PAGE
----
Bering’s post focuses on a series of studies by the evolutionary psychologist Gordon Gallup. Gallup was interested in the question of whether there might be an adaptive explanation for homophobia–which, given the fact that many (although far from all) human cultures treat homosexuality as a taboo–is a fair question for research. He hypothesized that treating homosexuality as taboo helped to prevent homosexual adults from contacting a homophobic parent’s children, which would reduce, however slightly, the prospects of those children growing up to be homosexual, and ensure more grandchildren for the homophobe.
Gallup supported this adaptive hypothesis with … evidence that straight people were uncomfortable about homosexuals coming into contact with children [$a]. Here’s the opening sentence of that paper’s abstract:
In a series of four surveys administered either to college students or adults, reactions toward homosexuals were found to vary as a function of (1) the homosexual’s likelihood of having contact with children and (2) the reproductive status (either real or imagined) of the respondent.
If you’ve noticed that this doesn’t mention evidence of heritability or a fitness benefit to homophobia, that’s not because I left it out–that’s because Gallup’s work contains no data to support either.
Claim #3 is really problematic. The article claims:
German investigators Arndt Bröder and Natalia Hohmann established, ovulating women are not less active in general–they’re still busy shopping, going to church, visiting friends, and so on–but they avoid doing those things that make them sexually vulnerable. (link is to a pdf)
I’m not sure they’ve established much of anything. Risky versus non-risky activities were scored by 23 women on a scale of 1-5 (5 being the most risky), and the average score was used. I would have used the median score instead: a few ‘nervous Nellies’ could easily raise a score. This sounds technical, but it could make a huge difference in scoring. I’ll also note that college students were used to assess risk, and college students are fantastic risk assessors (Got Four Loko?) But what really bothers me is this figure:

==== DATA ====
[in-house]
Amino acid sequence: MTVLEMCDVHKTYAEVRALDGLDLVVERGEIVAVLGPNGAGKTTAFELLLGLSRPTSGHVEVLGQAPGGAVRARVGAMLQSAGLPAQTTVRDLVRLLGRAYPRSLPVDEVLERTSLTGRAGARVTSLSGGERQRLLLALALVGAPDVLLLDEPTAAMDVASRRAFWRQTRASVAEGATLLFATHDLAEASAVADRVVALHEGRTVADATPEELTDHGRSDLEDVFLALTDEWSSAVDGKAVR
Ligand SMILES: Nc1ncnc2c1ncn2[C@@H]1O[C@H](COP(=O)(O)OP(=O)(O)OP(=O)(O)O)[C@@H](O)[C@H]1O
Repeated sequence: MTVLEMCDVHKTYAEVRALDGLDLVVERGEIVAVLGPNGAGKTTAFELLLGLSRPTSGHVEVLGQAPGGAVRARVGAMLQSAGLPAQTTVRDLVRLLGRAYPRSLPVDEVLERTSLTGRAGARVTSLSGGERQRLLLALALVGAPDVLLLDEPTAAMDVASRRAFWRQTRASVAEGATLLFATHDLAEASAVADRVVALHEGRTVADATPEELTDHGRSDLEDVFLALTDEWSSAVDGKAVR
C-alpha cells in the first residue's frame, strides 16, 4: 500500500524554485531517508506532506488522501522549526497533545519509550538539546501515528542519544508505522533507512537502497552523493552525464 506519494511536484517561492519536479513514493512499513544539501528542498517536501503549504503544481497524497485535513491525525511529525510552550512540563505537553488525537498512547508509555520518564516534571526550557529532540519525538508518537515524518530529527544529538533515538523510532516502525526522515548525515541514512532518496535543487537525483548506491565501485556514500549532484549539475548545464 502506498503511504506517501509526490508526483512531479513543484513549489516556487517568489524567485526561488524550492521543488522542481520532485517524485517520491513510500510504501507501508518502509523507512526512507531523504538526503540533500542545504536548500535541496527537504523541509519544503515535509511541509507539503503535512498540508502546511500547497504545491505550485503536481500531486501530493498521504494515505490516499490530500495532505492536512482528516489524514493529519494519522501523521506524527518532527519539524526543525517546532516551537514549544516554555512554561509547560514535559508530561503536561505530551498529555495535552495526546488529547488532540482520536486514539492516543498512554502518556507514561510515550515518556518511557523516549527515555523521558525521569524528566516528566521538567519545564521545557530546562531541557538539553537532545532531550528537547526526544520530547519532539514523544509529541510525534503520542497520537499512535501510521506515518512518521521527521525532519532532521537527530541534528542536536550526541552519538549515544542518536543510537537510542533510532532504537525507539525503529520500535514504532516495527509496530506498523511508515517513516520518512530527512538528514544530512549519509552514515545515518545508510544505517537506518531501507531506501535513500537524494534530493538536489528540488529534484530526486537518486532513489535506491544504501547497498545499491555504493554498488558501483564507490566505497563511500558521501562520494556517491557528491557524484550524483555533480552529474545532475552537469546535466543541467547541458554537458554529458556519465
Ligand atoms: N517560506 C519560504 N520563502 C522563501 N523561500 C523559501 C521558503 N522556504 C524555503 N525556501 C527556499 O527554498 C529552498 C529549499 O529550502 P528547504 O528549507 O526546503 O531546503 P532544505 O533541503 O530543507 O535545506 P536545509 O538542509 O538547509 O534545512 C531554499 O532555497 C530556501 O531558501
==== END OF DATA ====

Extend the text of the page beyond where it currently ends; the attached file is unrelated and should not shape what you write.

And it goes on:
The largest change in behavior is among women not on the pill (the pill simulates some of the effects of pregnancy, most notably preventing ovulation): they increase non-risky activities, far more than they decrease risky activities (which is still statistically significant). Ovulating women seem to be more active overall. Maybe ovulation makes women want to do more stuff, and that causes a decrease in risky activity–there are only so many hours in a day. Finally, by the authors’ own admission, this is a relatively weak effect (related to this, keep in mind the scoring caveat noted above). One study that demonstrates a weak effect needs a lot more follow up (didn’t the sciencebloggysphere just have a humongous conniption fit over the Decline Effect?).
What bothers me about Bering is that he treats barstool speculation based on weak or non-existent evidence as settled consensus. Then it follows the scientific equivalent of Cokie’s Law: once it’s out there, we have to discuss and refute it, even if the premise is poor.
That’s makes Bering’s statement of intellectual boldness all the more ridiculous, as Yoder notes:
Why on Earth would Bering dredge up Gallup’s adaptive fairytale a decade and a half after it was published, if it was baseless to begin with and no new evidence supports it? Well, according to Bering, because he’s a hard-nosed scientist who isn’t afraid to consider uncomfortable possibilities.
Sometimes, science can be exceedingly rude–unpalatable, even. The rare batch of data, especially from the psychological sciences, can abruptly expose a society’s hypocrisies and capital delusions, all the ugly little seams in a culturally valued fable. I have always had a special affection for those scientists like Gallup who, in investigating highly charged subject matter, operate without curtseying to the court of public opinion.
Of course, says Bering, Gallup’s work isn’t conclusive, but it sure would be interesting if someone tested it.
Except, when Gallup was forming his hypotheses about the evolutionary benefits of gay-hating–he first proposed the idea in a 1983 article–he was hardly thumbing his nose at public opinion. He was, in fact, giving natural selection’s approval to the prevailing ugly stereotypes about gay men.
A responsible scientist who cares about his discipline doesn’t mainstream speculative claims. This is not helping the field of evolutionary psychology–and that’s too bad, because if done rigorously, we could learn a lot about human behavior.